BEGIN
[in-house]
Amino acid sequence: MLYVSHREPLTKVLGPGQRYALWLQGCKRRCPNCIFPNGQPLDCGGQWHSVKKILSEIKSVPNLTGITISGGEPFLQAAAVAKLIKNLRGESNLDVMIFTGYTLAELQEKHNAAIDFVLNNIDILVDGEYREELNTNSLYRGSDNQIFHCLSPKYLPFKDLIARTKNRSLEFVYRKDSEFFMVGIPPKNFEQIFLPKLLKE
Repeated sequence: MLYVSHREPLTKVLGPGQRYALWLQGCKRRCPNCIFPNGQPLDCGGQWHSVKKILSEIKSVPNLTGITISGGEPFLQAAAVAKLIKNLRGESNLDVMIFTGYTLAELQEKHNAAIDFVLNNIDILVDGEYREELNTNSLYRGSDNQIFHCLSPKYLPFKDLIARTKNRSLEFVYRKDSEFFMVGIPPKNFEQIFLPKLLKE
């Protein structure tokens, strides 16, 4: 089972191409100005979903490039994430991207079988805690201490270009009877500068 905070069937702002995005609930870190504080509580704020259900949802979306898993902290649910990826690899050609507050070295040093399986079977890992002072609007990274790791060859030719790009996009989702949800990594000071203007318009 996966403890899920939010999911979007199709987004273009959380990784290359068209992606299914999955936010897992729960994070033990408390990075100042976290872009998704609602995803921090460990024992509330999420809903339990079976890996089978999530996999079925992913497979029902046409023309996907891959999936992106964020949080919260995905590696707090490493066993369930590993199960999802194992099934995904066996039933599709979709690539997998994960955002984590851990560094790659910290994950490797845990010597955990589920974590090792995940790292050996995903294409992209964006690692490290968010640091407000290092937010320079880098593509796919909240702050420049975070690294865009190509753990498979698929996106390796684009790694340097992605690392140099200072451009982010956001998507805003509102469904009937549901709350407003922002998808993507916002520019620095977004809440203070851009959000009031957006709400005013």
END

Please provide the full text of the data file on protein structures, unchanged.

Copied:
[in-house]
Amino acid sequence: MLYVSHREPLTKVLGPGQRYALWLQGCKRRCPNCIFPNGQPLDCGGQWHSVKKILSEIKSVPNLTGITISGGEPFLQAAAVAKLIKNLRGESNLDVMIFTGYTLAELQEKHNAAIDFVLNNIDILVDGEYREELNTNSLYRGSDNQIFHCLSPKYLPFKDLIARTKNRSLEFVYRKDSEFFMVGIPPKNFEQIFLPKLLKE
Repeated sequence: MLYVSHREPLTKVLGPGQRYALWLQGCKRRCPNCIFPNGQPLDCGGQWHSVKKILSEIKSVPNLTGITISGGEPFLQAAAVAKLIKNLRGESNLDVMIFTGYTLAELQEKHNAAIDFVLNNIDILVDGEYREELNTNSLYRGSDNQIFHCLSPKYLPFKDLIARTKNRSLEFVYRKDSEFFMVGIPPKNFEQIFLPKLLKE
């Protein structure tokens, strides 16, 4: 089972191409100005979903490039994430991207079988805690201490270009009877500068 905070069937702002995005609930870190504080509580704020259900949802979306898993902290649910990826690899050609507050070295040093399986079977890992002072609007990274790791060859030719790009996009989702949800990594000071203007318009 996966403890899920939010999911979007199709987004273009959380990784290359068209992606299914999955936010897992729960994070033990408390990075100042976290872009998704609602995803921090460990024992509330999420809903339990079976890996089978999530996999079925992913497979029902046409023309996907891959999936992106964020949080919260995905590696707090490493066993369930590993199960999802194992099934995904066996039933599709979709690539997998994960955002984590851990560094790659910290994950490797845990010597955990589920974590090792995940790292050996995903294409992209964006690692490290968010640091407000290092937010320079880098593509796919909240702050420049975070690294865009190509753990498979698929996106390796684009790694340097992605690392140099200072451009982010956001998507805003509102469904009937549901709350407003922002998808993507916002520019620095977004809440203070851009959000009031957006709400005013």